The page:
Socrates: Alas, that is what I feared you would think. That's why the question is so embarrassing. Look here, I am certainly no expert in this Christianity thing; I have only discovered it in the last few days, so far be it from me to tell you or anyone what it all really amounts to. But this book of yours does tell us-all of us, me as well as you-what it all amounts to. And if everything thing in this book is true, then what it amounts to compared to everything else I have ever known is like a whale compared to minnows.
Fesser: It's nice of you to take the New Testament so seriously, Socrates, but ... Socrates: Nice? Did you say nice?”


“Fesser [annoyed yet interested]: Exactly what do you find missing, Socrates?
Socrates: Everything!
Fesser: Surely you of all people could explain a bit more clearly.
Socrates: I shall certainly try. See here, if I understand this book, it claims that the supreme Creator-God became a man so that men and women could become gods and goddesses. "Partakers in the divine nature," it says. How could anything be the same after that, if it really happens?
Fesser: Oh, well, now, that is something of a bone of contention. Should we interpret the metaphor of participating in the divine nature to refer to a literal, historical event, or is it instead a mythological expression, not to be taken literally?
Socrates: A myth? Do you think it is a myth?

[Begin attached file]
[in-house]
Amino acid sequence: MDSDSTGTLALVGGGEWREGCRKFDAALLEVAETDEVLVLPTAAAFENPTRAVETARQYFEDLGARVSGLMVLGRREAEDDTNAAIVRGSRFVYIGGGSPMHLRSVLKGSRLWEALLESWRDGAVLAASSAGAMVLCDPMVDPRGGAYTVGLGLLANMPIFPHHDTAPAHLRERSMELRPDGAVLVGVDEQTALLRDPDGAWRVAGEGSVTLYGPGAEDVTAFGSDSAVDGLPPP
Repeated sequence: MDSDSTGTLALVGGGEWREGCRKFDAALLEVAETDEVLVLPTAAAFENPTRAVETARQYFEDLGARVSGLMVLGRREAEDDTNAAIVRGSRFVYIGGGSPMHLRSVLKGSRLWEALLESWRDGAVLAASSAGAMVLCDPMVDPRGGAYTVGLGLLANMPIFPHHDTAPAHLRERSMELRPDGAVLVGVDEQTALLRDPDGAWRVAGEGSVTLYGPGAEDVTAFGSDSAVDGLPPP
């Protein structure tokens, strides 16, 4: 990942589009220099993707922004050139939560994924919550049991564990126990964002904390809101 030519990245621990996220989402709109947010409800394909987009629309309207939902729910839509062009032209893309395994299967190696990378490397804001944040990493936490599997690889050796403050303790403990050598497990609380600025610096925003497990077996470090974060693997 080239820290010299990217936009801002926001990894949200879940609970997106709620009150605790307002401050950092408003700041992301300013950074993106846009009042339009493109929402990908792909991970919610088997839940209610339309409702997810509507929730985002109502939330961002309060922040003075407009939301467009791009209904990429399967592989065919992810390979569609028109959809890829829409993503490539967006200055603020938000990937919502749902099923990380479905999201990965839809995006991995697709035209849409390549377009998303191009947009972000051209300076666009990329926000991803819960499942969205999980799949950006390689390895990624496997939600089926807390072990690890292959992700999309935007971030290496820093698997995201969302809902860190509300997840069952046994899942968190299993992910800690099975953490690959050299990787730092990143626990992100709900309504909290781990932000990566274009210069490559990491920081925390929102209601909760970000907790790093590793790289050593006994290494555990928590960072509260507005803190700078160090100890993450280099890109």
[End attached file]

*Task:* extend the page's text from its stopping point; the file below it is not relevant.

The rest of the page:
Fesser: Some do, some don't.
Socrates: And you? What do you think?
Fesser [uncomfortable]: That is not the issue here. This is an academic classroom, not a revival meeting. [Some giggle.]
Bertha [trying to bail Fesser out]: Socrates, are you asking why we aren't all saints?
Socrates: No, not if you mean heroes of perfection. The people in your Bible were not that. All of them had flaws-unlike the heroes and heroines of the fiction of my culture. That is one of the reasons your book seems to be factual, by the way. No, I'm asking about something else, something that's hard to define but easy to recognize, I think, though the only place I have recognized nized it so far is in this book. Let me put it this way. When I read about this man Jesus and about his disciples and about his "called-out-ones" (that's what church means, doesn't it?)-when I read this, I find something so unmistakable, so distinctive, so strong and full of life and joy, that it's like the noonday sun. If all these things really happened, then it's no wonder that the whole world was turned upside down, as your book says, even the hard-nosed Roman world. It's no wonder the people who met Christ either worshiped him or crucified him. And it's no wonder the people who met his disciples either believed them and worshiped him, or didn't believe them and persecuted them for telling this abominable, insane he. It's got to be all or nothing, either-or.
Fesser: Are you defending fanaticism, Socrates?
Socrates: No.
Fesser: What, then?
Socrates: Something more like marriage. In-loveness. Fidelity.
Fesser: And what do you think you see around you instead?
Socrates: Scholarship. Teachers and students playing at a game, like children playing safari while there is a real lion lurking in their own front yard. You think you are studying a dead man, don't you? - a man like myself as I was until a few days ago, rather than someone alive, and present, and active, as I am now. Isn't that how you see it?
Bertha: But Socrates, Jesus isn't here as you are here.
Socrates: Your book says that he is. His disciples believed and acted as if he was. He himself promised to be. If it's not a myth, if he really rose from the dead, then he's not dead, but alive, like an animal-at least as alive as an animal.”